WTMJ-AM Radio Management, Talker Jessica McBride Cut And Run From Personal Responsibility

  

If I had a dollar for every sanctimonious, preachy mention on conservative blogs and talk radio about "personal responsibility," or "taking responsibility," I'd be ever so much closer to retirement.

It's the Right's mantra, and is often hurled at a variety of liberals, poor people, bureaucrats and all the other individuals and groups that are not living up to the responsible, accountable standards of proper, upright Rightists.

Except when they cut and run the way Jessica McBride and 620 WTMJ-AM radio have done when they erased from McBride's blog all references to the insensitive audio mocking she earlier this week about the drive-by murder of four-year-old Jasmine Owens.

McBride and her radio producer thought they were being hilarious when they first played the bit, contained in a juvenile fake interview with McBride nemesis Eugene Kane, the Journal Sentinel columnist. The audio featured her self-congratulatory chatter.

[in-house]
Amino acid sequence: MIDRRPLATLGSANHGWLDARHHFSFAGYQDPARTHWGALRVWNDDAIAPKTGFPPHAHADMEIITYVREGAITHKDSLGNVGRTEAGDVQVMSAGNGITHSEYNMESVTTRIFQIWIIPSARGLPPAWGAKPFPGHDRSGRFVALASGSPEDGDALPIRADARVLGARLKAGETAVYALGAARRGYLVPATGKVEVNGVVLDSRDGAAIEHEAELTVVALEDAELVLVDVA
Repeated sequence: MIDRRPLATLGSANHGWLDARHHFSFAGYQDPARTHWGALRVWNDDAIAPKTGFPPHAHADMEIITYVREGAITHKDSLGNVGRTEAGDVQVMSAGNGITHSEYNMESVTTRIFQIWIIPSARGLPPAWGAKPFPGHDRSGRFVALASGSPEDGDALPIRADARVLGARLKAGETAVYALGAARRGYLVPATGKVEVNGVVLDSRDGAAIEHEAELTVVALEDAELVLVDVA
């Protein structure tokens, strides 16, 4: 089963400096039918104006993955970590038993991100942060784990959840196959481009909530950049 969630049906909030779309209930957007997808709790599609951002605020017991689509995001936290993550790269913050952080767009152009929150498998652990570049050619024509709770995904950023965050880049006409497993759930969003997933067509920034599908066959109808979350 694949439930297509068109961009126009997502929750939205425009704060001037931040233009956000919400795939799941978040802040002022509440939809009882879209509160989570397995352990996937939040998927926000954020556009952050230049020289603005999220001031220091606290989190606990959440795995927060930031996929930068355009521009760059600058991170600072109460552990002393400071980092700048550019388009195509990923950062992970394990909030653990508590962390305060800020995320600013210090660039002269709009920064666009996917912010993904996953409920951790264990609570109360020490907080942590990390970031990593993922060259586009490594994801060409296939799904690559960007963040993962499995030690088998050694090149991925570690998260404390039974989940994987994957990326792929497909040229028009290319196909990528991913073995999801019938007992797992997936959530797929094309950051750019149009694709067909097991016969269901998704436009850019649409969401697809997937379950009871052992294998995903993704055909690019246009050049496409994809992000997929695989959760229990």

And she bragged about the radio bit on her blog, too, posting the audio along with more text and threw the whole thing in her podcast section, too, because she wanted readers and other bloggers to know about her handiwork - - until the heat began to come down on this blog, and elsewhere.

I hope someone has saved the audio, because the items have disappeared.

Erased, as can be done on Internet postings.

So it's gone, perhaps. But not forgotten.

For WTMJ-AM, the self-proclaimed "biggest stick in the state," it was an employer-sanctioned, 50,000 watt abuse of the public airwaves - - allowing an employee to poke a big stick in the eye of a community already appalled, but united in grief.

Save for one irresponsible blogger/talker and her employer who failed the personal responsibility test.

Rather than delete the offending items with a keystroke, both McBride and station management should step up publicly, take responsibility, and at least issue an apology.

Published

May 17, 2007 - 8:53pm

Author

randomness